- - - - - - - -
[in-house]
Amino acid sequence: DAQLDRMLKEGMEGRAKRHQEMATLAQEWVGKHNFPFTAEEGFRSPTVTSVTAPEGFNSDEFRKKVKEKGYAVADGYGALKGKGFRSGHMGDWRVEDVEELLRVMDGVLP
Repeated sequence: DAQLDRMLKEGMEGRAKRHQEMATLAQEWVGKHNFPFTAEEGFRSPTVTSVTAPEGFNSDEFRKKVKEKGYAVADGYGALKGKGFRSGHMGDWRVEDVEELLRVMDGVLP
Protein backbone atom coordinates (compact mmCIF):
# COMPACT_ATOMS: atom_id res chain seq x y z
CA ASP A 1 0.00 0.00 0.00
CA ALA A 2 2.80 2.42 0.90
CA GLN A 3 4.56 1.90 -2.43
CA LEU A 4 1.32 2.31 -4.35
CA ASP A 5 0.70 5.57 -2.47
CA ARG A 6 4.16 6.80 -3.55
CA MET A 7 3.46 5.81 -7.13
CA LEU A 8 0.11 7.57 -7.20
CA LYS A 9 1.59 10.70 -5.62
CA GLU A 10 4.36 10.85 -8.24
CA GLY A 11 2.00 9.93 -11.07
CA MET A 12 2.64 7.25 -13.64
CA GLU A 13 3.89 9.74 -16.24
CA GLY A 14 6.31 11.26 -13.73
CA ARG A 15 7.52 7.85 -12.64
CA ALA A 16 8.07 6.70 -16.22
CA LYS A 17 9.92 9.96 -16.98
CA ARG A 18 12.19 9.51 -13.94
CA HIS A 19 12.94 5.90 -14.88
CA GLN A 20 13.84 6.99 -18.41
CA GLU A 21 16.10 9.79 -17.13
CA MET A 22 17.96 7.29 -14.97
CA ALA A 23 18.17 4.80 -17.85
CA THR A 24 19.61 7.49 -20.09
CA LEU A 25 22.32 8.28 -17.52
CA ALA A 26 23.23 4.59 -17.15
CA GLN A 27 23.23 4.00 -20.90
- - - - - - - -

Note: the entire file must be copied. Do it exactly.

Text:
[in-house]
Amino acid sequence: DAQLDRMLKEGMEGRAKRHQEMATLAQEWVGKHNFPFTAEEGFRSPTVTSVTAPEGFNSDEFRKKVKEKGYAVADGYGALKGKGFRSGHMGDWRVEDVEELLRVMDGVLP
Repeated sequence: DAQLDRMLKEGMEGRAKRHQEMATLAQEWVGKHNFPFTAEEGFRSPTVTSVTAPEGFNSDEFRKKVKEKGYAVADGYGALKGKGFRSGHMGDWRVEDVEELLRVMDGVLP
Protein backbone atom coordinates (compact mmCIF):
# COMPACT_ATOMS: atom_id res chain seq x y z
CA ASP A 1 0.00 0.00 0.00
CA ALA A 2 2.80 2.42 0.90
CA GLN A 3 4.56 1.90 -2.43
CA LEU A 4 1.32 2.31 -4.35
CA ASP A 5 0.70 5.57 -2.47
CA ARG A 6 4.16 6.80 -3.55
CA MET A 7 3.46 5.81 -7.13
CA LEU A 8 0.11 7.57 -7.20
CA LYS A 9 1.59 10.70 -5.62
CA GLU A 10 4.36 10.85 -8.24
CA GLY A 11 2.00 9.93 -11.07
CA MET A 12 2.64 7.25 -13.64
CA GLU A 13 3.89 9.74 -16.24
CA GLY A 14 6.31 11.26 -13.73
CA ARG A 15 7.52 7.85 -12.64
CA ALA A 16 8.07 6.70 -16.22
CA LYS A 17 9.92 9.96 -16.98
CA ARG A 18 12.19 9.51 -13.94
CA HIS A 19 12.94 5.90 -14.88
CA GLN A 20 13.84 6.99 -18.41
CA GLU A 21 16.10 9.79 -17.13
CA MET A 22 17.96 7.29 -14.97
CA ALA A 23 18.17 4.80 -17.85
CA THR A 24 19.61 7.49 -20.09
CA LEU A 25 22.32 8.28 -17.52
CA ALA A 26 23.23 4.59 -17.15
CA GLN A 27 23.23 4.00 -20.90